HOLUB, Petr and Miloš LIŠKA. High-Definition Video Transmissions for Medical Applications and Education. Technology and Health Care. Amsterdam (The Netherlands): IOS Press, 2005, vol. 13, No 5, p. 398-400. ISSN 0928-7329.
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Basic information
Original name High-Definition Video Transmissions for Medical Applications and Education
Authors HOLUB, Petr and Miloš LIŠKA.
Edition Technology and Health Care, Amsterdam (The Netherlands), IOS Press, 2005, 0928-7329.
Other information
Type of outcome Article in a journal
Confidentiality degree is not subject to a state or trade secret
Organization unit Institute of Computer Science
Keywords in English high-definition video; IP transmission; synchronous transmission
Tags high-definition video, IP transmission, synchronous transmission
Changed by Changed by: doc. RNDr. Petr Holub, Ph.D., učo 3248. Changed: 29/4/2020 21:34.
Abstract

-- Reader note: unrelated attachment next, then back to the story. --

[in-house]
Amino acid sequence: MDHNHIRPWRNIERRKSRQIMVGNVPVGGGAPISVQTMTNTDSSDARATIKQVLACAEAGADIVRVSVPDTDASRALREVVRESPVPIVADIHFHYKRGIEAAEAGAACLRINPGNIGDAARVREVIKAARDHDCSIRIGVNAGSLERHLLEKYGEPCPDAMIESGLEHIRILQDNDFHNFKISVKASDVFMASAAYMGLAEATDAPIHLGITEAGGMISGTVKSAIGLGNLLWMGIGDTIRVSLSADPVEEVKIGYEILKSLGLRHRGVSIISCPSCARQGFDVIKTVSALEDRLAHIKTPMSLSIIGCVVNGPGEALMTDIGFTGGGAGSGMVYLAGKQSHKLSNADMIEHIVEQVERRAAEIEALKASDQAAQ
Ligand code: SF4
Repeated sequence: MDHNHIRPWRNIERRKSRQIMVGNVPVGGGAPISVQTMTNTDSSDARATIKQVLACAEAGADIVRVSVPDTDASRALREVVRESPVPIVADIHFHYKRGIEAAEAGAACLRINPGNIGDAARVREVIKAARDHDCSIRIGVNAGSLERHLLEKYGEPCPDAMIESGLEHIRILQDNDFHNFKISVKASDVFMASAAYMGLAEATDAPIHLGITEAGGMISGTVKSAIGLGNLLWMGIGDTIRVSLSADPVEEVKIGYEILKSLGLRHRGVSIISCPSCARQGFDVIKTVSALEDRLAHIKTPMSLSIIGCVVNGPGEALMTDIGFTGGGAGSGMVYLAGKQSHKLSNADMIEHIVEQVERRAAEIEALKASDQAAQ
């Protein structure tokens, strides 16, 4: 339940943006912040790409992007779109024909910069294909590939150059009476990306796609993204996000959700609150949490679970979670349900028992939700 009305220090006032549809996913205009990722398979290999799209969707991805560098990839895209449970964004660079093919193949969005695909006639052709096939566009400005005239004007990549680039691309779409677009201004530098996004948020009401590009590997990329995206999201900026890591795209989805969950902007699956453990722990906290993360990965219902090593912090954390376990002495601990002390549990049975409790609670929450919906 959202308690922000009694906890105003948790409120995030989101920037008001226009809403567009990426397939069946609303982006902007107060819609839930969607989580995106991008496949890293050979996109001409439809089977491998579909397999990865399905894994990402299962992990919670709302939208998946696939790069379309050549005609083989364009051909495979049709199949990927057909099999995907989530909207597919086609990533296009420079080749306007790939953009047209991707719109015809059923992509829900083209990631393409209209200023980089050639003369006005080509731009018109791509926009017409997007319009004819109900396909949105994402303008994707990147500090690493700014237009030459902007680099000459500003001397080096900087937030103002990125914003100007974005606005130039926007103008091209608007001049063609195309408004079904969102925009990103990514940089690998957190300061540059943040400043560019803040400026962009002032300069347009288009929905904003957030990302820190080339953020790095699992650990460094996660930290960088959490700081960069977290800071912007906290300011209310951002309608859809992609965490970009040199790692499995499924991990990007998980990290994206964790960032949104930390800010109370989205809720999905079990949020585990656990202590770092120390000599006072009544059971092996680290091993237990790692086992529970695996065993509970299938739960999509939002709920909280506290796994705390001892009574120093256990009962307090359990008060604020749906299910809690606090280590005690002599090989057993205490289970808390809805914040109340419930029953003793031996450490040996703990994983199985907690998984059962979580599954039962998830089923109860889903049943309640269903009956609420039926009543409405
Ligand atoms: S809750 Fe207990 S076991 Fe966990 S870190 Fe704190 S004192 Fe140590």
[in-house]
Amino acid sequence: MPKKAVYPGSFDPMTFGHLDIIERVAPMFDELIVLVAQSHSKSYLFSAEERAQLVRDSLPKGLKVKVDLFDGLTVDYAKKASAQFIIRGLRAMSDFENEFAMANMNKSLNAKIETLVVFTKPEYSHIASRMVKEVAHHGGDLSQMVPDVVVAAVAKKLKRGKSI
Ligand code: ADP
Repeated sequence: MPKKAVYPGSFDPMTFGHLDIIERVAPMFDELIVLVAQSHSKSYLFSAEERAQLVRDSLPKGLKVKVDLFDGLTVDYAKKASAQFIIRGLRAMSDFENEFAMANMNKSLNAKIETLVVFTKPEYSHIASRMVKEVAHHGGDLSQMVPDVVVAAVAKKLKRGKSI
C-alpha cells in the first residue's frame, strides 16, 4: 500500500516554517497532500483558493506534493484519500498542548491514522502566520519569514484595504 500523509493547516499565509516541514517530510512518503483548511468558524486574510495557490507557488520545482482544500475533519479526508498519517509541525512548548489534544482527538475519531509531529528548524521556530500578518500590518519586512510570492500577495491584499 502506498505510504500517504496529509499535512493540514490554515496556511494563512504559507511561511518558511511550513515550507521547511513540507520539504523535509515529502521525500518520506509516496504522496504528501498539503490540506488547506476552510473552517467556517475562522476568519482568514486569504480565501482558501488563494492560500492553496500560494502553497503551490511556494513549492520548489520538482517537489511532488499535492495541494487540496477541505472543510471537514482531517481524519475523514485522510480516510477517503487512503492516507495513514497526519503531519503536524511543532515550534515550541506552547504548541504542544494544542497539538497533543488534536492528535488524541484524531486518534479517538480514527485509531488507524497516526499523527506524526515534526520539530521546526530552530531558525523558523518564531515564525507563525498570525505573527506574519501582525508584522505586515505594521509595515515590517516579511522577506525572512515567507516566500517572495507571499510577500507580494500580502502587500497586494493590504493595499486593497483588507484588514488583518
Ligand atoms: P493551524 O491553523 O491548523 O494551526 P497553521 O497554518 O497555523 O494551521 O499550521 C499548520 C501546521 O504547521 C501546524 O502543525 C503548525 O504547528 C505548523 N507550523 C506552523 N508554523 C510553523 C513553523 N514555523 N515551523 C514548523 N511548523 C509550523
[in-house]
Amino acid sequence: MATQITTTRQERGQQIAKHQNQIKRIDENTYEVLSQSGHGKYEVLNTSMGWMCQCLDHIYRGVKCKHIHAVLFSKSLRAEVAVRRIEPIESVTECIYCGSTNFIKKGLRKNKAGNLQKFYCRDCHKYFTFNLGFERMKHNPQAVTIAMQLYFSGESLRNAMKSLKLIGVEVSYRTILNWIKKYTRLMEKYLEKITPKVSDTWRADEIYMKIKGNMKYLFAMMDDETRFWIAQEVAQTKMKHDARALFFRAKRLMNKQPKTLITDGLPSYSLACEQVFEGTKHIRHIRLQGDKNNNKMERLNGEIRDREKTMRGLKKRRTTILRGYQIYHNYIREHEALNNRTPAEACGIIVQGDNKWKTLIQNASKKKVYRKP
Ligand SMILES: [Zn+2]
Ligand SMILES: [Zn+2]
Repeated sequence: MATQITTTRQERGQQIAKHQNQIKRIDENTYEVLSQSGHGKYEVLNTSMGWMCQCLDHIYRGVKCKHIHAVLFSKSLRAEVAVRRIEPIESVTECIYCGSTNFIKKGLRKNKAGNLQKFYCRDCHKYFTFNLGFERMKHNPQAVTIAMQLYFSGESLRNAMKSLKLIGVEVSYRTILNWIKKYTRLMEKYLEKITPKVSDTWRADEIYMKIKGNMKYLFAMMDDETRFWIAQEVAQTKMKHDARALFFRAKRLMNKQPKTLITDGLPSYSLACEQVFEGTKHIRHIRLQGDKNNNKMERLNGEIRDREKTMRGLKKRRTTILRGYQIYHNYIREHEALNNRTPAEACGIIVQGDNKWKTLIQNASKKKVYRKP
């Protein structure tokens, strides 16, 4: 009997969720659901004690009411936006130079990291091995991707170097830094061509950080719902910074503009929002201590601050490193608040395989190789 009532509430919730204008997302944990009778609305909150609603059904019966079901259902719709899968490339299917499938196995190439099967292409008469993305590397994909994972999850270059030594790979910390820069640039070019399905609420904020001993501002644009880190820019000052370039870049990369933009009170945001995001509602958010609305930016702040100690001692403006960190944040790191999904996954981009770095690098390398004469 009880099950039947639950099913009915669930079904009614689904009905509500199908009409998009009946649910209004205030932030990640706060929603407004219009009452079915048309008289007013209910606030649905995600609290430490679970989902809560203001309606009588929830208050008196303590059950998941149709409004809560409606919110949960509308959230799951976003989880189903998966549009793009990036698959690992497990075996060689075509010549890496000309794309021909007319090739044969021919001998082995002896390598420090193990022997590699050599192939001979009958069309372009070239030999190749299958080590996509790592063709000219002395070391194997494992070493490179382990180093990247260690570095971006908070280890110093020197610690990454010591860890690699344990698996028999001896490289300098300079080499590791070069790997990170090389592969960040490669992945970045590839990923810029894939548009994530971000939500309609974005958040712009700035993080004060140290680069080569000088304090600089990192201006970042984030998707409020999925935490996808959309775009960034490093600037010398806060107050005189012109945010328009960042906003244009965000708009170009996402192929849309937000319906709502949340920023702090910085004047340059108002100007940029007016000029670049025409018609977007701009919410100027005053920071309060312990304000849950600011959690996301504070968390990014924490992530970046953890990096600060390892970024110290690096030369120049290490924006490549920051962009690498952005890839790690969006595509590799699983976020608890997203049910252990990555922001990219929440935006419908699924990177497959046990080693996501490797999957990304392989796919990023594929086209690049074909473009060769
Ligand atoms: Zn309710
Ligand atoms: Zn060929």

Enabled by current high-speed networks, high-definition (HD) video transmissions have become an essential tool for many applications. The HD video brings resolution, which is more than 4x larger than common PAL resolution, thus capturing much more details and increasing the image quality dramatically. In this talk, we would like to focus on using the HD video for two classes of medical applications: synchronous applications, which require low latency to provide perception of interactivity, and asynchronous (unidirectional) applications, where the latency is not that restrictive. We will describe (and possibly also demonstrate) uncompressed HD over IP transmission in both point-to-point (two colleagues consulting) and multipoint-to-multipoint (council) modes, suitable for synchronous environments with exceptional requirements on low latency. The uncompressed HD video is very challenging regarding capabilities of the underlying networks having 1.5Gbps bandwidth per stream; we will discuss how to utilize current high-end optical networking to create suitable environment. We will brief compression technologies, that allow transmitting HD video without extreme networking requirements while maintaining high image quality at cost of increased latency. We will describe HDV over IP transmission suitable for unidirectional HD video distribution (e.g. streaming for students) with 30 Mbps bandwidth per stream, that can be implemented relatively cheaply using easily available equipment.
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